The cry for help.


It had been building for months, but I swore up and down it wasn’t postpartum depression. I still do, to an extent. Everything about Hadassah Lee fills me with joy. I cherish everything about her, even down to her nighttime antics which give me little sleep and no rest. I swore up and down it wasn’t hormones, either. Nor was it winter. I can handle the cold and the dark.┬áBut still I was angry most days. All day. I cried a lot, at the drop of a hat. There was a lot of yelling, slamming, leaving the house. I figured out how to dump quickly and efficiently on my husband, and how to mask everything from the kids. My kids are perceptive. They ask me what’s wrong. They give hugs. In the loud places, I stonewalled. In the quiet places, I crumpled. I tried to think rationally through situations and describe my emotions, to take away their power. The only word I kept coming up with was rage. It was bright and blinding.

And then came the cry for help. The event that set off the alarms. A big blaring sign that read GET HELP, RACH.

It was a typical midweek morning. Chris was still unloading his gear and his thoughts from Sunday’s services while simultaneously preparing for the next one. I’d worked the previous day and stormed through the house, cleaning and fuming with what had become the usual fury. We were trying to get out of the house for some reason, but I can’t remember the plans now. I asked Chris to get the girls’ boots for them while I finished getting dressed. After a few minutes of searching, it was discovered that one pair of boots was missing. We looked in the usual spots, to no avail. Instead of just rolling with it and letting Chris grab another pair of shoes for the forlorn twin, I lost my junk. I refused to the leave the house until the missing boots were found, letting it take me to tears. Tears, over some missing boots. I made the kids sit on the couch while I stomped around, convinced that nobody else could find the missing boots as well as I. And besides, they’d just get in the way. I was on a mission. The muttering below my breath became loud and forceful, words and emotions flying as if this were truly the end of my world. I could feel myself, see myself acting absolutely crazy over something so small and yet… I couldn’t let it go. The boots were eventually found nearly an hour later and we loaded everyone up, late to our destination. Chris hadn’t said a word the entire time, but I could feel it. I had crossed the line. I had become fixated on the something trivial to the detriment of my mood, my day, and my family. And this wasn’t the first time. But I knew it needed to be the last.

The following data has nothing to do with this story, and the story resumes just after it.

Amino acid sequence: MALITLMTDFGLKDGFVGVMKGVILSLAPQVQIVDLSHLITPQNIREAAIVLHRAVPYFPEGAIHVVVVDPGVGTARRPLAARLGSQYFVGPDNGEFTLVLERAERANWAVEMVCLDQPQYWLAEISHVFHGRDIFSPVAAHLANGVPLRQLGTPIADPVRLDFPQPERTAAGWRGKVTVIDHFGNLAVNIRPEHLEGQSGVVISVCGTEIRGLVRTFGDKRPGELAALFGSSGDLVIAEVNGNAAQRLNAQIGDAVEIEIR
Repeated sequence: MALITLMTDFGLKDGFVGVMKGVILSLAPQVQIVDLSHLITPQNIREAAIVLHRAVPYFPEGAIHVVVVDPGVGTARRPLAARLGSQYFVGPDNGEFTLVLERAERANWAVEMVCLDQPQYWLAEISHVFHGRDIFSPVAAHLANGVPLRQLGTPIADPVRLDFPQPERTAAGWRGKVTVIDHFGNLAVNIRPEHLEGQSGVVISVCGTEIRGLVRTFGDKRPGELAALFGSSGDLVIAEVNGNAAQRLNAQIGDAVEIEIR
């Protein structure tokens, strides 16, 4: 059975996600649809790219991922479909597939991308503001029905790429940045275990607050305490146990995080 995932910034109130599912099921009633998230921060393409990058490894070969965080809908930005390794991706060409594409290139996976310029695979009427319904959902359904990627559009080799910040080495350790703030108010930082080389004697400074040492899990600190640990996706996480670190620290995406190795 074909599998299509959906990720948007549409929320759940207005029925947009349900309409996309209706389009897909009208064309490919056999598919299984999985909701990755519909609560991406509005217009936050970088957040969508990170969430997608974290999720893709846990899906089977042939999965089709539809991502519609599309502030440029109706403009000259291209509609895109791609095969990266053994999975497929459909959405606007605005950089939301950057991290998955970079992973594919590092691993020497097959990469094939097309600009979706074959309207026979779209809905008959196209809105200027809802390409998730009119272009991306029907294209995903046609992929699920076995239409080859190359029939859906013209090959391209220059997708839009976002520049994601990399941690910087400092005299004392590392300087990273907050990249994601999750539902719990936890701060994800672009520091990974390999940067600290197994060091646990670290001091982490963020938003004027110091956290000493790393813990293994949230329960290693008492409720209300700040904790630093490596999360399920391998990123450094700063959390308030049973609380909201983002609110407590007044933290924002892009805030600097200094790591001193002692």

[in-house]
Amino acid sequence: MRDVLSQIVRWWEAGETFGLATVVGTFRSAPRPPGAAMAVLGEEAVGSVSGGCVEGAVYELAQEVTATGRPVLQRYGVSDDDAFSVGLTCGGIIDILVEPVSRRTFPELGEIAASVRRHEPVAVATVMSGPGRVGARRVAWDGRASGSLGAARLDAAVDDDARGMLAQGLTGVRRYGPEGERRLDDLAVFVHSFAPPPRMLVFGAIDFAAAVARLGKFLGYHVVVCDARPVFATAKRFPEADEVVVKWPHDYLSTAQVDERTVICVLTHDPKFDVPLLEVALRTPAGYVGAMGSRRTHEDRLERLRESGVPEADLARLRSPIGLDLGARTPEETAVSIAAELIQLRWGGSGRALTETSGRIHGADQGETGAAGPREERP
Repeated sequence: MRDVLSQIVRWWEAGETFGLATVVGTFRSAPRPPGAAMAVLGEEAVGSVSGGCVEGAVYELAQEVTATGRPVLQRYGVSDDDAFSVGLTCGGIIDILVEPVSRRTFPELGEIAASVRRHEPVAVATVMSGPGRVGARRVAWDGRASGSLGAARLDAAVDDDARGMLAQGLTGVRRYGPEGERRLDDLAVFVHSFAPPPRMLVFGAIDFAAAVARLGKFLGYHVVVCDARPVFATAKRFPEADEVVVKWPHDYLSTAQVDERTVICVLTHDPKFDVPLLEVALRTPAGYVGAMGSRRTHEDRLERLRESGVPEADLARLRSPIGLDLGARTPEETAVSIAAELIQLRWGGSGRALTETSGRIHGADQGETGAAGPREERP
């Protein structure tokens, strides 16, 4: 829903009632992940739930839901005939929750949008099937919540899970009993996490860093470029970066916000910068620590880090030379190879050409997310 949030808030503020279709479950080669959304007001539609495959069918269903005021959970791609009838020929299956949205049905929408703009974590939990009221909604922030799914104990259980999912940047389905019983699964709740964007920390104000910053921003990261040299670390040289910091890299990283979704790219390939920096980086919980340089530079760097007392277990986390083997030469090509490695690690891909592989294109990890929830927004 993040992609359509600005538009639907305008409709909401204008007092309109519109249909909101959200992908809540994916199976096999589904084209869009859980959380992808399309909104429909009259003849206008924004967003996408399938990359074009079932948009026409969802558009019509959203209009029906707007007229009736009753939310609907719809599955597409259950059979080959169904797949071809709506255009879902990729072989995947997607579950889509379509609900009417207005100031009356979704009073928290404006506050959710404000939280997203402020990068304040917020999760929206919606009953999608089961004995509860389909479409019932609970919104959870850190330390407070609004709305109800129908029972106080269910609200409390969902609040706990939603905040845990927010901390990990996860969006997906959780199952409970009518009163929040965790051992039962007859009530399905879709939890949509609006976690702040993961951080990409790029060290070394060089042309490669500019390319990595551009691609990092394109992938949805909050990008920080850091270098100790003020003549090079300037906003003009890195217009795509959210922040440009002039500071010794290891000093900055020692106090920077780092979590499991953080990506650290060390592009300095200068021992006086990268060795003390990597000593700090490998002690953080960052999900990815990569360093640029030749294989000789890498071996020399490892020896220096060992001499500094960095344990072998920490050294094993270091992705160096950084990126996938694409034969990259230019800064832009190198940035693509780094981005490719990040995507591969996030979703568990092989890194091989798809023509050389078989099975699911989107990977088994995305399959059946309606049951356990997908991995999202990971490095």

22 thoughts on “The cry for help.”

  1. Woman. You just wrote my life. I know this rage, and I know this battle. Sending you love and hugs and peace. I hope help comes quickly and powerfully. And huge amount of bravo for speaking the words.

  2. So encouraged by your honesty. This is my life (minus four kids). Happy baby, bringing all the joy, typical 3 year old, so funny. Yet…anger. I kind of thought I was the only one! Praying for you and everyone else who is going through this.

  3. Bravo for speaking the truth! It’s hard to let people in on the ‘ugly’ and yet, it needs to be shared! I thought I was the only one who had that rage and unreasonableness. There’s no reasoning it, it just is. Lots of love to you and hugs via the interwebs.

  4. You are a brave woman. Thank you for your candidness. This is my LIFE. The only way to describe it is rage, and when it comes on there is no stopping it. Somedays I am so exhausted from just keeping it at bay that I feel like I want to collapse, which makes me angry. Sometimes I think it is this “fire” that also fuels me to be, well, ME. And I don’t want to lose that part of it. I just hope we all can find tools to make it more manageable…

    You will turn that fire into light for your loved ones soon again…